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Table 2 Planned vs. actual activities and results

From: Analyzing implementation dynamics using theory-driven evaluation principles: lessons learnt from a South African centralized chronic dispensing model

Dimension Planned activities and expected results Actual activities and results
Patient selection Selection of stable patients Selection of patients who are not clinically stable because strict guideline application proved difficult within a context of:
(a) multi-morbidities
(b) high prevalence of patients with sub-optimal outcomes
(c) changing outcomes and
(d) patients’ needs perceived to be beyond clinical care.
In addition, non-medical factors such as service pressures, enrolment targets by management, intention to save on the facility’s financial budget for medicines by putting more patients on the CDU’s budget.
Prescription quality Clinicians issue prescriptions in accordance with legislation and policies Overall rate of prescription rejection was an estimated 4–5% (of approximately 14,000 prescriptions each day). Errors were attributed to:
(a) cumbersome administrative processes attached to the intervention
(b) misunderstanding of processes between healthcare practitioners and the service provider.
Pharmacists check all new prescriptions for compliance with legislation and policies Pharmacists did not always check prescriptions before submitting them to the CDU because they felt it was time consuming.
Dispensing and dispatch of patient medicine parcels (PMP) Prescription verification, dispensing and delivery to the facility three working days before the collection date Except when a prescription had been rejected for reasons earlier stated, PMP were delivered on time.
Medicines distribution Pharmacist checks all parcels and fulfils the prescription requirements using pharmacy stock in case of stock-outs. Distribution of PMP follows at the facility or in the community. Pharmacists did not check all parcels – the process was deemed to be time consuming and consequently to reduce the benefits of the intervention. Pharmacists recommended the use of transparent instead of opaque packaging and inclusion of prescriptions in the PMP to facilitate easier checking. That said, when there were stock-outs, the facility was provided with a list of outstanding prescriptions needs and these were fulfilled unless the facility was also stocked-out.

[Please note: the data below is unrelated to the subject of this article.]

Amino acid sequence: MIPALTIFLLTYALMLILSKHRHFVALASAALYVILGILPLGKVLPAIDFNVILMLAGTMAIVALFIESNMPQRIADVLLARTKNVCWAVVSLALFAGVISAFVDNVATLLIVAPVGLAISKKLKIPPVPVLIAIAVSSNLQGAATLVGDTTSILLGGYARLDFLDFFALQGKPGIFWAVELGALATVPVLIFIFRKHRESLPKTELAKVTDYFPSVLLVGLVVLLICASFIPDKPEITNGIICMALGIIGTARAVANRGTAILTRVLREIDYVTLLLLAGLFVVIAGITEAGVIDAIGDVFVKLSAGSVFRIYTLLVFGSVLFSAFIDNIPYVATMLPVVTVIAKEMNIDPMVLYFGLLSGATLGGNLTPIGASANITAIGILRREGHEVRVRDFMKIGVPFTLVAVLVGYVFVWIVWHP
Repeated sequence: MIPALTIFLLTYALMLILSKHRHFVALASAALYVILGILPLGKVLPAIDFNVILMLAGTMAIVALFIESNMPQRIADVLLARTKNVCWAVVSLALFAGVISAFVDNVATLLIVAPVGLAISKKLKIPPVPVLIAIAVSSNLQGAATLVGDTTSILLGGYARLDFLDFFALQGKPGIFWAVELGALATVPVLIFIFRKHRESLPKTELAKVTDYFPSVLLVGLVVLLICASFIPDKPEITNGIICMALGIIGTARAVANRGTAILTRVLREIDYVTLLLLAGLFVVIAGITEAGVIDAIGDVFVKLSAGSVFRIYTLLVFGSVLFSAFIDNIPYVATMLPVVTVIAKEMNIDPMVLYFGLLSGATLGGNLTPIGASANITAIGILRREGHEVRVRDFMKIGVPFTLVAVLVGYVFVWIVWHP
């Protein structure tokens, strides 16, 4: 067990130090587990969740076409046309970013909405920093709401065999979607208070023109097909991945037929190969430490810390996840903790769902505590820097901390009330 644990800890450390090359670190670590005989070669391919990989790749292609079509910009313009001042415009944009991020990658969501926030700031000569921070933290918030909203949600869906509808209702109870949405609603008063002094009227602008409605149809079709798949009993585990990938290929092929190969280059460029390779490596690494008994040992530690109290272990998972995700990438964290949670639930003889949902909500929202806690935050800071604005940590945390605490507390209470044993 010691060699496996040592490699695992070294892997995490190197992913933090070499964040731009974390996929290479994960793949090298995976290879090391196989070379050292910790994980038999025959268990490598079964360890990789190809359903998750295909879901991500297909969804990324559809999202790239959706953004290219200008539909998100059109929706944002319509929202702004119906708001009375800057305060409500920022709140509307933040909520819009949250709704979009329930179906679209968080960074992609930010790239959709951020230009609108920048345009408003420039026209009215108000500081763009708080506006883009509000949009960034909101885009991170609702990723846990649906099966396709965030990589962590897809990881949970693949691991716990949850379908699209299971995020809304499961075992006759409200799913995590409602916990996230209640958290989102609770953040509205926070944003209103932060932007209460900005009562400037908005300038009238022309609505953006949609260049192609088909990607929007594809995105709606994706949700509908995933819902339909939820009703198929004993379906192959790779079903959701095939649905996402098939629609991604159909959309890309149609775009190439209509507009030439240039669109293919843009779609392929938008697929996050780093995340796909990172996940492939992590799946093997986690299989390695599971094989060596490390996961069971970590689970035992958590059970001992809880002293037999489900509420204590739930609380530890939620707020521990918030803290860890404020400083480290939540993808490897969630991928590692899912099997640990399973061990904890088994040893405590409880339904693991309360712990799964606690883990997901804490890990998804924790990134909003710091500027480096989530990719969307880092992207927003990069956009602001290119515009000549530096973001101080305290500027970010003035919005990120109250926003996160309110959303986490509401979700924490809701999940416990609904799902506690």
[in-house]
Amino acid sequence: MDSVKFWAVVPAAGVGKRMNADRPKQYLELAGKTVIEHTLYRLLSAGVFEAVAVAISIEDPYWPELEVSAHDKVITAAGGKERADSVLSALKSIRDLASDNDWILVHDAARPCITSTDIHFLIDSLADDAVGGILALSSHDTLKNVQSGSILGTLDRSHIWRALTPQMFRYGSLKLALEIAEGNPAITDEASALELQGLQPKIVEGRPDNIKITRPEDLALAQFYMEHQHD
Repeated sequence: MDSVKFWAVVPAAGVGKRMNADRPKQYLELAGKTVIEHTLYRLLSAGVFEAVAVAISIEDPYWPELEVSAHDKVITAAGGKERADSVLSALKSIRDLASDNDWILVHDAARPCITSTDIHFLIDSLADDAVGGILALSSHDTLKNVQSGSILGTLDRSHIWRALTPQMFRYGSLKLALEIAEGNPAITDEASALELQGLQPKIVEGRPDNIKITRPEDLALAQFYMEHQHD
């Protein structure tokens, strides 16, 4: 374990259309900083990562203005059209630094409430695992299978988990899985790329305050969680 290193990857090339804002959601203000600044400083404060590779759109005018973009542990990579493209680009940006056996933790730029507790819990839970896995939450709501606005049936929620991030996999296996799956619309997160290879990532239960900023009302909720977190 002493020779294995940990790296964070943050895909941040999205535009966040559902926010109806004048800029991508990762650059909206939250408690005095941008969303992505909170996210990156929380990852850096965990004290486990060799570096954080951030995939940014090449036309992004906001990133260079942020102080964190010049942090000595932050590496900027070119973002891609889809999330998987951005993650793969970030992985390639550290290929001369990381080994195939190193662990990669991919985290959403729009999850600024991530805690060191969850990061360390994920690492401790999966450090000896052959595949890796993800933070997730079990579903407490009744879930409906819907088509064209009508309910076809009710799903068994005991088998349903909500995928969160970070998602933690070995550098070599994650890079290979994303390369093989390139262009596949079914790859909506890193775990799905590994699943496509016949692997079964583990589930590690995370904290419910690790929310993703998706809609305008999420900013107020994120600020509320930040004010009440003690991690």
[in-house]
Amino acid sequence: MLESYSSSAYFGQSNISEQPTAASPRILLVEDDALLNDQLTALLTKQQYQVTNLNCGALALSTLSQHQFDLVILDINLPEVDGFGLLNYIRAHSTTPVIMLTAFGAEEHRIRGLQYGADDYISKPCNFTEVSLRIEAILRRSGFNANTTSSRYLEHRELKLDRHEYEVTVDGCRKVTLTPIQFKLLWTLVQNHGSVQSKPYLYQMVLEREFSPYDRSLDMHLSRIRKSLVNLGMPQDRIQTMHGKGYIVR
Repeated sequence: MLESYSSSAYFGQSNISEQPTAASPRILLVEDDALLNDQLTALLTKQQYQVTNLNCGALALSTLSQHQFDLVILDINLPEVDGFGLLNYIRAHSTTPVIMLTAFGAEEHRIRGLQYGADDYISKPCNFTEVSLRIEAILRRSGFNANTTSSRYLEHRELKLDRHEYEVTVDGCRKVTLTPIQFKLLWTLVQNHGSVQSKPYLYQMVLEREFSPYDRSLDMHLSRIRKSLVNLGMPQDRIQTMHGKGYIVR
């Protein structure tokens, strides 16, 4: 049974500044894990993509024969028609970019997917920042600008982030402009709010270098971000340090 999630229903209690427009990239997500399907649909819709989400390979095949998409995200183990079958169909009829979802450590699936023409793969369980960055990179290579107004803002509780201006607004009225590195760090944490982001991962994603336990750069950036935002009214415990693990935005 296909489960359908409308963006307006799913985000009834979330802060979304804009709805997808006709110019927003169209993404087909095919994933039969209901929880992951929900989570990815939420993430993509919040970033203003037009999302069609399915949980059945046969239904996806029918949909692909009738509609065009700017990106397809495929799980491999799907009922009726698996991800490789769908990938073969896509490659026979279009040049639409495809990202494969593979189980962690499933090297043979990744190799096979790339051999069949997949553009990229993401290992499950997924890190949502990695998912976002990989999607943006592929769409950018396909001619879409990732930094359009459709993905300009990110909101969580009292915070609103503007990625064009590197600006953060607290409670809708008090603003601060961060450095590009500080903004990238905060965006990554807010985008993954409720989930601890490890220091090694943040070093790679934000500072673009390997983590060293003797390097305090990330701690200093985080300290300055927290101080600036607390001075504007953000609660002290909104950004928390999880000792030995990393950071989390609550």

Health system causes for non-collected medicines Patients are given 5 working days should they miss their scheduled appointment. Thereafter, PMP are returned to the CDU within 10 working days from the date of collection or the medication is absorbed into the facility’s pharmacy. Challenges resulted from:
(a) clinicians who were resistant to changing their ways of working to adapt to CDU requirements
(b) locum doctors who were not familiar with processes
(c) patients who reported for acute care prior to their CDU appointment often led to establishment of new appointment systems.
Clinicians recommended marking CDU patient files differently from other patient files for easier identification.
Management of non-collected medicines If a patient misses 2 appointments consecutively, the prescription is stopped and the patient must consult the clinician for counselling and assessment.
Reports on non-collected PMP should be submitted to the CDU.
Some pharmacy staff returned non-collected PMP while others opened PMP that were not collected. The reasons given for the latter were:
(a) shortage of space to keep the parcels until the patient comes or until the parcel is returned to the CDU 
(b) to discourage patients from missing appointments [coercion]
Pharmacy staff who opened PMP believed that the same patients would come to the facility even if late so they could re-dispense medicines and save on their facility's financial budget for medicines.
Unstable patients who missed appointments were not removed from the system as per protocol for similar reasons earlier mentioned (saving on facility budget and high prevalence of unstable patients).
Monitoring and Evaluation Data on all activities Mid-level managers found it difficult to comprehend routine data and in some cases doubted its accuracy. Statistics on collection of PMP were still under reported because healthcare practitioners considered reporting a time-consuming task and feared negative views.